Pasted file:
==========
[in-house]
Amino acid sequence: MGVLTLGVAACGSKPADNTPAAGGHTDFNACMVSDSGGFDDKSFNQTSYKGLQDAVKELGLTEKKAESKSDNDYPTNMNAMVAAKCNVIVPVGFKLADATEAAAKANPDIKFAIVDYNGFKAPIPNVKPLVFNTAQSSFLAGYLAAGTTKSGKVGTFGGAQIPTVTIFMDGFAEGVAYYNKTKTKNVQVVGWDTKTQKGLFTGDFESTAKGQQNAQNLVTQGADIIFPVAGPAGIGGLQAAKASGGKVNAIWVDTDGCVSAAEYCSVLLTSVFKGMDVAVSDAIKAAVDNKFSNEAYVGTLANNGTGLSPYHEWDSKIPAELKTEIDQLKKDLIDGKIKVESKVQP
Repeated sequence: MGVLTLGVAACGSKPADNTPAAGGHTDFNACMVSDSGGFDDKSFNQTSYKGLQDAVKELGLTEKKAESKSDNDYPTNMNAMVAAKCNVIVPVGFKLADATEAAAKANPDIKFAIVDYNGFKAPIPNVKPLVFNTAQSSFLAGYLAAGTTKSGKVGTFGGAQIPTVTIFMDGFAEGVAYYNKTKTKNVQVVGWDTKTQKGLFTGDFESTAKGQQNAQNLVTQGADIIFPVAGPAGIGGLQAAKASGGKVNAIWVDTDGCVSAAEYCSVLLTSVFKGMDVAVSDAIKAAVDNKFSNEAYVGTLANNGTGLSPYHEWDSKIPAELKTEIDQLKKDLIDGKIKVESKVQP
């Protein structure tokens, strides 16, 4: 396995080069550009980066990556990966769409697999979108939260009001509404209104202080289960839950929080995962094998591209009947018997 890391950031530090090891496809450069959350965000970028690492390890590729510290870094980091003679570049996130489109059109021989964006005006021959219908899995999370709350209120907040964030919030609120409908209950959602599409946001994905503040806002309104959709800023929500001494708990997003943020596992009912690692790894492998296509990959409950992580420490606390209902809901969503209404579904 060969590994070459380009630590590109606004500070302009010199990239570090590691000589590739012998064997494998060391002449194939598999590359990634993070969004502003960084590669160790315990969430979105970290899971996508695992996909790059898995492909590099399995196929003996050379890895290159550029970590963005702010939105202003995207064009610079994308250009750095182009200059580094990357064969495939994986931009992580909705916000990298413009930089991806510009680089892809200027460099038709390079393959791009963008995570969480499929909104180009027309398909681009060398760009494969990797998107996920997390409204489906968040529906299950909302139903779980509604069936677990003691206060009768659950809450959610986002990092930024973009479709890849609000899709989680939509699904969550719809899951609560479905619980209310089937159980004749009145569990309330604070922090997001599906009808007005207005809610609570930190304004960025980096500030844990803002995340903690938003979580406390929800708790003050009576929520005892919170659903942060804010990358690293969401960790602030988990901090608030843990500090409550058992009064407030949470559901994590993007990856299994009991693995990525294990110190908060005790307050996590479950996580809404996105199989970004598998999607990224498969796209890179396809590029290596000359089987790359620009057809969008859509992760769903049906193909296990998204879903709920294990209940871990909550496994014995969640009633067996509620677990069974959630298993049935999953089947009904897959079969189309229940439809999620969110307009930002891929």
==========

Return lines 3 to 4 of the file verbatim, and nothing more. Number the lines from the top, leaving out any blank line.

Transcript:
Repeated sequence: MGVLTLGVAACGSKPADNTPAAGGHTDFNACMVSDSGGFDDKSFNQTSYKGLQDAVKELGLTEKKAESKSDNDYPTNMNAMVAAKCNVIVPVGFKLADATEAAAKANPDIKFAIVDYNGFKAPIPNVKPLVFNTAQSSFLAGYLAAGTTKSGKVGTFGGAQIPTVTIFMDGFAEGVAYYNKTKTKNVQVVGWDTKTQKGLFTGDFESTAKGQQNAQNLVTQGADIIFPVAGPAGIGGLQAAKASGGKVNAIWVDTDGCVSAAEYCSVLLTSVFKGMDVAVSDAIKAAVDNKFSNEAYVGTLANNGTGLSPYHEWDSKIPAELKTEIDQLKKDLIDGKIKVESKVQP
């Protein structure tokens, strides 16, 4: 396995080069550009980066990556990966769409697999979108939260009001509404209104202080289960839950929080995962094998591209009947018997 890391950031530090090891496809450069959350965000970028690492390890590729510290870094980091003679570049996130489109059109021989964006005006021959219908899995999370709350209120907040964030919030609120409908209950959602599409946001994905503040806002309104959709800023929500001494708990997003943020596992009912690692790894492998296509990959409950992580420490606390209902809901969503209404579904 060969590994070459380009630590590109606004500070302009010199990239570090590691000589590739012998064997494998060391002449194939598999590359990634993070969004502003960084590669160790315990969430979105970290899971996508695992996909790059898995492909590099399995196929003996050379890895290159550029970590963005702010939105202003995207064009610079994308250009750095182009200059580094990357064969495939994986931009992580909705916000990298413009930089991806510009680089892809200027460099038709390079393959791009963008995570969480499929909104180009027309398909681009060398760009494969990797998107996920997390409204489906968040529906299950909302139903779980509604069936677990003691206060009768659950809450959610986002990092930024973009479709890849609000899709989680939509699904969550719809899951609560479905619980209310089937159980004749009145569990309330604070922090997001599906009808007005207005809610609570930190304004960025980096500030844990803002995340903690938003979580406390929800708790003050009576929520005892919170659903942060804010990358690293969401960790602030988990901090608030843990500090409550058992009064407030949470559901994590993007990856299994009991693995990525294990110190908060005790307050996590479950996580809404996105199989970004598998999607990224498969796209890179396809590029290596000359089987790359620009057809969008859509992760769903049906193909296990998204879903709920294990209940871990909550496994014995969640009633067996509620677990069974959630298993049935999953089947009904897959079969189309229940439809999620969110307009930002891929």